-- American television network newscasts also report much less hard news than Finnish and Danish television.

Surprisingly, the report states that "our sample of American newspapers was more oriented towards hard news than their counterparts in the European countries." Too bad Americans are reading less newspapers.

5. News Execs among White Male Boomers Who Owe Trillions to Society

The hype about the "self-made man" is fantasy. In the early 1970s, we privileged white males were spirited out of college to waiting jobs in management and finance, technology was inventing new ways for us to make money, tax rates were about to tumble, and visions of bonuses and capital gains danced in our heads.

While we were in school the Defense Department had been preparing the Internet for Microsoft and Apple, the National Science Foundation was funding the Digital Library Initiative research that would be adopted as the Google model, and the National Institute of Health was doing the early laboratory testing for companies like Merck and Pfizer. Government research labs and public universities trained thousands of chemists, physicists, chip designers, programmers, engineers, production line workers, market analysts, testers, troubleshooters, etc., etc.

All we created on our own was a disdainful attitude, like that of Steve Jobs: "We have always been shameless about stealing great ideas.".


Please follow link to read the rest.  

Saturday, April 5, 2014

Some of our Cats

That's Dixie, our part Siamese belle and Gidget, a perennial kitten. Both are loving, sweet cats. They are growing old together - along w2ith our other kitties. More to come soon.

Thursday, April 3, 2014

Here are some headlines for all y'all to enjoy.  Do they describe what you want America to be?  If they are not   ---   DO SOMETHING.  Organize, vote, write letters, show real support for those who describe and support REAL AMERICAN VALUES  --  not the KKKonservative - KKKristian - Right-Wing-Republican crap they are ALL selling.

Read some REAL American History, not the tortured, revisionist, crap David Barton is selling.  Please, learn about your country.  Support the egalitarian dream that was America.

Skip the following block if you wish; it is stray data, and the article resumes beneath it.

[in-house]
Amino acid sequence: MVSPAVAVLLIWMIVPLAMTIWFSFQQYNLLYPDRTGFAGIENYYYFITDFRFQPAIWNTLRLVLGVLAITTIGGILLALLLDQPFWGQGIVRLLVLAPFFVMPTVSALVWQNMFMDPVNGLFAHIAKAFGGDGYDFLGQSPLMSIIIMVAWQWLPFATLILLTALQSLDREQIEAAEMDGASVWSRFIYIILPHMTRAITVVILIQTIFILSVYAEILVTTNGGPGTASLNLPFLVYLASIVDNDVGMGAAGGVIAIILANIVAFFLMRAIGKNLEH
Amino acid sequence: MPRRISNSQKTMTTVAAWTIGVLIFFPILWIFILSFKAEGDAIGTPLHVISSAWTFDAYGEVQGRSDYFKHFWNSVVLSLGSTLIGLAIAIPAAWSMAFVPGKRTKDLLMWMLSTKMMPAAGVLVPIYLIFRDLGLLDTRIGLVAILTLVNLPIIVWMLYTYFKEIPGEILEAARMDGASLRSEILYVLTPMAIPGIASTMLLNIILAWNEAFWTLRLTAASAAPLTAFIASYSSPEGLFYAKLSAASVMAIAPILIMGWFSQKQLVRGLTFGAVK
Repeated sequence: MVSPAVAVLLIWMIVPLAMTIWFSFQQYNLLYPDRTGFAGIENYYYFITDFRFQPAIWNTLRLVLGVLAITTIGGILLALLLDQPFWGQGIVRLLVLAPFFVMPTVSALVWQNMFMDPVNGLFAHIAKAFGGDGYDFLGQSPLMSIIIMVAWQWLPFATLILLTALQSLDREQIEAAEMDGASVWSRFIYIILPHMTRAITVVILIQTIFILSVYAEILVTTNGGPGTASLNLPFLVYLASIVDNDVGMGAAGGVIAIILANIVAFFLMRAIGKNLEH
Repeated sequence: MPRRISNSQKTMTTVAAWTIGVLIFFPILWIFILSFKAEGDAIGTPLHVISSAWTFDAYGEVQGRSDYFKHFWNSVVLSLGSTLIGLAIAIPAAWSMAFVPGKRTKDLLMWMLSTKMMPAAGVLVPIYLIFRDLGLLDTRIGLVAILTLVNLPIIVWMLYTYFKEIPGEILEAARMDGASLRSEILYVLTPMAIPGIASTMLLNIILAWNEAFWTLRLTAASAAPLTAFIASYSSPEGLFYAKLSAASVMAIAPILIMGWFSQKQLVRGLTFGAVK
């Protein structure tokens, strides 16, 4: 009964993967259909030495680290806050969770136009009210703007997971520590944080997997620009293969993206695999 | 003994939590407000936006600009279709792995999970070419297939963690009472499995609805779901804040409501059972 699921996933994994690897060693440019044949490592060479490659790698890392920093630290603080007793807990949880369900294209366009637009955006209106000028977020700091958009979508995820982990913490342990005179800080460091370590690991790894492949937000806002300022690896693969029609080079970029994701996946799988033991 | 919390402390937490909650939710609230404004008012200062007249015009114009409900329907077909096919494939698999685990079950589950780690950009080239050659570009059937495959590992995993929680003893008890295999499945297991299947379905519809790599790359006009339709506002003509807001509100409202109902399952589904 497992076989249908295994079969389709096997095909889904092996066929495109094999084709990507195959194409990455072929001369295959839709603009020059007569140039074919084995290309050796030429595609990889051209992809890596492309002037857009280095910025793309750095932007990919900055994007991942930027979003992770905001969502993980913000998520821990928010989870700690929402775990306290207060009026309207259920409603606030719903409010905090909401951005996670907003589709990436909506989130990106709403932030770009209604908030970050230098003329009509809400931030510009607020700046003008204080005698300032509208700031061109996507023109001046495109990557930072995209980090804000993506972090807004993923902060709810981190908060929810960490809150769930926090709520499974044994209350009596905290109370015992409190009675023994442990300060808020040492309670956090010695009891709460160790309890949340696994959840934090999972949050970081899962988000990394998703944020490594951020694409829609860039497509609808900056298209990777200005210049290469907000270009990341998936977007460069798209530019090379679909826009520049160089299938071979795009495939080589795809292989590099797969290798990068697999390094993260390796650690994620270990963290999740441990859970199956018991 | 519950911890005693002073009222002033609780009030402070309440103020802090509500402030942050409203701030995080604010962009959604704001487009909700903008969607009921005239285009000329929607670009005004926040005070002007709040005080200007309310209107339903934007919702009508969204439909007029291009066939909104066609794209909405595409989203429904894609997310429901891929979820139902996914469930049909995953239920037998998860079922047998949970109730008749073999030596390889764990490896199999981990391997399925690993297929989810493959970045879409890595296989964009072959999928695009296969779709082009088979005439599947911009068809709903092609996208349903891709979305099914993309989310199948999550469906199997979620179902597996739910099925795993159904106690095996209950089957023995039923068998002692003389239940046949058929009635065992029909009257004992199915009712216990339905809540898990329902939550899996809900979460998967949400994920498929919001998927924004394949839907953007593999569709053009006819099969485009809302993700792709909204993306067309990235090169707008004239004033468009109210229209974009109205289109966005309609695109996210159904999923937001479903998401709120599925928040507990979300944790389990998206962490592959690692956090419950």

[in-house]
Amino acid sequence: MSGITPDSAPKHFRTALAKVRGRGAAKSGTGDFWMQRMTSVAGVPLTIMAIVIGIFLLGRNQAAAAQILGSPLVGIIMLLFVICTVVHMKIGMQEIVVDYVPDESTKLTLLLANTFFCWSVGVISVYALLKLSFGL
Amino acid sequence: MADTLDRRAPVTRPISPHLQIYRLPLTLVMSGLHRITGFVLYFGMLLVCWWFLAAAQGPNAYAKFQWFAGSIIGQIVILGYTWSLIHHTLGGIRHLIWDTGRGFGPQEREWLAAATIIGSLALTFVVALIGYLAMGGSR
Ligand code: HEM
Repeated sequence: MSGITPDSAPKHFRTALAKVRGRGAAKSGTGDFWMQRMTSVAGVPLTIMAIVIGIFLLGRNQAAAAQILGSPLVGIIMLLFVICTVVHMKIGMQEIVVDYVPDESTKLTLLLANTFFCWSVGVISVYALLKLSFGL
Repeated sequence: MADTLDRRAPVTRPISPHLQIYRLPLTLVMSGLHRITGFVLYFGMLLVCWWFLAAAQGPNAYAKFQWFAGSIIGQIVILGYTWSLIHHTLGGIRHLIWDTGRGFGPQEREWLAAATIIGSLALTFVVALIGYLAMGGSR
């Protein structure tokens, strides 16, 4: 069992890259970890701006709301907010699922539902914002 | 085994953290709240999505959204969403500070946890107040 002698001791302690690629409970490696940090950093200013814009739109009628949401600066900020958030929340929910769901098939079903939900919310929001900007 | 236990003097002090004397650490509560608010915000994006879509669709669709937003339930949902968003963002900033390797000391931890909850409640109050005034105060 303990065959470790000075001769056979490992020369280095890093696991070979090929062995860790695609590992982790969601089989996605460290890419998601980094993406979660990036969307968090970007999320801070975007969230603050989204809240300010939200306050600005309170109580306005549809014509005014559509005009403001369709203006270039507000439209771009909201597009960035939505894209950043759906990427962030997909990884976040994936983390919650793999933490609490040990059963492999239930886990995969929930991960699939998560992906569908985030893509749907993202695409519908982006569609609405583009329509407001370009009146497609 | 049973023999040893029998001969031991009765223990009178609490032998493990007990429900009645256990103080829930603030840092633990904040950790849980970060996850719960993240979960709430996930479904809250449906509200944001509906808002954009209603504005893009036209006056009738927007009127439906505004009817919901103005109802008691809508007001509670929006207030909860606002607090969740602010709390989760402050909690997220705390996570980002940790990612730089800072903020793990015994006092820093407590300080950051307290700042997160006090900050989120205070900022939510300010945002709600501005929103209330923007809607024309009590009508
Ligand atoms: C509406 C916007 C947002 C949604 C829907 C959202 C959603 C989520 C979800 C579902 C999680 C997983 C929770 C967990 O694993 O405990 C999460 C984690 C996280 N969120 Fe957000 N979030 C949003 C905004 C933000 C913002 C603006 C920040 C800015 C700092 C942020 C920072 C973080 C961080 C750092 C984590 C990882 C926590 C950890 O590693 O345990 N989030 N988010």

Visitors to Arkansas town greeted with billboard directing them to pro-KKK website


Oregon GOP candidate for governor: Same-sex marriage is ‘a sin, just the same as murder’


Tea Party group suggests ‘dictator’ Obama staged Sandy Hook massacre to ‘get your guns’


Fox guest links Ft. Hood shooting to welfare recipients and immigrants ‘who do nothing’


Pat Robertson: Buying stuff ‘by computer’ is the ‘Mark of the Beast’

etc., etc., etc.

The Distributional Games

From Robert Reich  --  please follow link to original

Every year I ask my class on “Wealth and Poverty” to play a simple game. I have them split up into pairs, and imagine I’m giving one of them $1,000. They can keep some of the money only on condition they reach a deal with their partner on how it’s to be divided up between them. I explain they’re strangers who will never see one other again, can only make one offer and respond with one acceptance (or decline), and can only communicate by the initial recipient writing on a piece of paper how much he’ll share with the other, who must then either accept (writing “deal” on the paper) or decline (“no deal”).
You might think many initial recipients of the imaginary $1,000 would offer $1 or even less, which their partner would gladly accept. After all, even one dollar is better than ending up with nothing at all.
But that’s not what happens. Most of the $1,000 recipients are far more generous, offering their partners at least $250. And most of partners decline any offer under $250, even though “no deal” means neither of them will get to keep anything.
This game, or variations of it, have been played by social scientists thousands of times with different groups and pairings, with surprisingly similar results.
A far bigger version of the game is now being played on the national stage. But it’s for real — as a relative handful of Americans receive ever bigger slices of the total national income while most average Americans, working harder than ever, receive smaller ones. And just as in the simulations, the losers are starting to say “no deal.”
According to polls, they’ve said no deal to the pending Trans Pacific Trade Agreement, for example, and Congress is on the way to killing it.
It’s true that history and policy point to overall benefits from expanded trade because all of us gain access to cheaper goods and services. But in recent years the biggest gains from trade have gone to investors and executives while the burdens have fallen disproportionately on those in the middle and below who have lost good-paying jobs.
By the same token, most Americans are saying “no deal” to further tax cuts for the wealthy and corporations. In fact, some are now voting to raise taxes on the rich in order to pay for such things as better schools, as evidenced by the election of Bill de Blasio as mayor of New York.